The prior methods seemed inconclusive and had various flaws as well. It was famously brought to light in the 1992 Cricket World Cup semi-final between England and New Zealand. South Africa required 22 runs off 13 balls when the weather played spoilsport, and rain stopped play for only 12 minutes. Two overs were lost and reduced, and the MPO method directly reduced the target from 23 off 12 to 22 off 1.

Hence, there was the need to develop some formulation to re-calibrate the number of runs required for the chasing team according to the number of overs remaining.

How does the DLS Method work?

None of the previous methods, be it ARR or MPO took into account the game’s situation or the number of wickets remaining/lost. Thus, the DLS method takes into consideration a lot of factors. These are the original score batting first, the number of overs they batted, the number of overs reduced, the number of overs and wickets remaining for the chasing team if their innings has started.

The DLS method checks the number of resources available (the ones mentioned above), like the number of overs remaining and the wickets left to calculate the revised target. Moreover, the DLS method also considers the scoring patterns (for international cricket, separately for men’s and women’s and ODIs and T20Is) and trends going around of a four-year sliding window. Hence, the DLS scores keep getting updated every year. This formula (for international cricket) which also takes into account the scoring trends, isn’t publicly available.

If the scoring trends are not considered, the formula could be simply put as follows (Team 1 is the team that batted first and Team 2 is the chasing team):

Team 2’s innings par score = Team 1’s score * (Team 2’s resources/Team 1’s resources)

The resources of the two teams are the remaining number of overs and the number of wickets left. According to these two factors, the DLS method calculates the target scores.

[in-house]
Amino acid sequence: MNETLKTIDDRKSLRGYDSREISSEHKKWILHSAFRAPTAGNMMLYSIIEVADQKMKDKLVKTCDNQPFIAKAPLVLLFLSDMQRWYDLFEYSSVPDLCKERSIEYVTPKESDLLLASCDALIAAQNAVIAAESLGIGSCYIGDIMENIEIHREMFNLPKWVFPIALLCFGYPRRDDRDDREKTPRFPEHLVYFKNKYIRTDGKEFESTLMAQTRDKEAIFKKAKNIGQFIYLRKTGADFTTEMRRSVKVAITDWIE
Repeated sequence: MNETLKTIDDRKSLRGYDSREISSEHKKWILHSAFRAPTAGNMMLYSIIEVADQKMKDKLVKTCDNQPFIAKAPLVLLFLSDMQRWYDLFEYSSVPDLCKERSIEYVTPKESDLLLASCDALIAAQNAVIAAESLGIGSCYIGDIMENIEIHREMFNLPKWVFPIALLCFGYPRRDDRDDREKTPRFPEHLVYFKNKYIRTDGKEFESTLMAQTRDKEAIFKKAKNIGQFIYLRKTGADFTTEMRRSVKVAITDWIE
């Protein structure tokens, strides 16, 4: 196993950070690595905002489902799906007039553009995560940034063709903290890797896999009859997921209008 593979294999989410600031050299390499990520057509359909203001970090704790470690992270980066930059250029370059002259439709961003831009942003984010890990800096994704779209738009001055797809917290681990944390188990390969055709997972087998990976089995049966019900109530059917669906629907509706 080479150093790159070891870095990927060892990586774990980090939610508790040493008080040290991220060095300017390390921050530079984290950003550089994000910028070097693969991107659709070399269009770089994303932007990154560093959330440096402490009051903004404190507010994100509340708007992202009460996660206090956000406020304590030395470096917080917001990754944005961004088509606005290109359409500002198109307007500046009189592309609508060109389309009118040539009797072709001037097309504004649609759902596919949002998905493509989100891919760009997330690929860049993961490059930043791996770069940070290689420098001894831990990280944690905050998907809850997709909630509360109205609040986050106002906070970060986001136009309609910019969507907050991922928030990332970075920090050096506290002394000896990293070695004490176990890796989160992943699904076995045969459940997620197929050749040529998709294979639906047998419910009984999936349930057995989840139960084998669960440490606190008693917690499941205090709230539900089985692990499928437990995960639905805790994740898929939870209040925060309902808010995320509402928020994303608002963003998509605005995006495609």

Hence, the teams usually have a sheet that contains DLS par scores for the team batting second in the case where rain is going to be a major threat. This sheet will contain the score that the chasing team needs to be at the end of every over or even every ball. It also has the par scores according to the number of wickets lost.

In addition to this, the DLS also re-calibrates the score of a team batting first if they have batted a greater number of overs and the game is then reduced to a specific number of overs. Basically, it is considering the fact that the team batting first would’ve batted differently (more aggressively) if they would’ve known about the reduction in the number of overs beforehand. Hence, the re-calculation of the target also takes this into consideration.

Criticism of the DLS method

There has been criticism that the DLS system gives a lot of value to the number of wickets lost. One wicket could see a massive hike in the number of runs required or even the par score a team needs to be at the end of a particular over.

The other criticism of the DLS method is that it is designed for ODIs and does not work for T20s. Currently, the same method is used in T20 cricket. it is sometimes felt that the results have been slightly unfair. But the mathematical formulation designed is such that DLS currently is the most foolproof method used in limited overs cricket.

Another popular method that is used in Indian domestic cricket is VJD method. Like DLS, the VJD method also has several calculations that decide the results of a match interrupted by weather.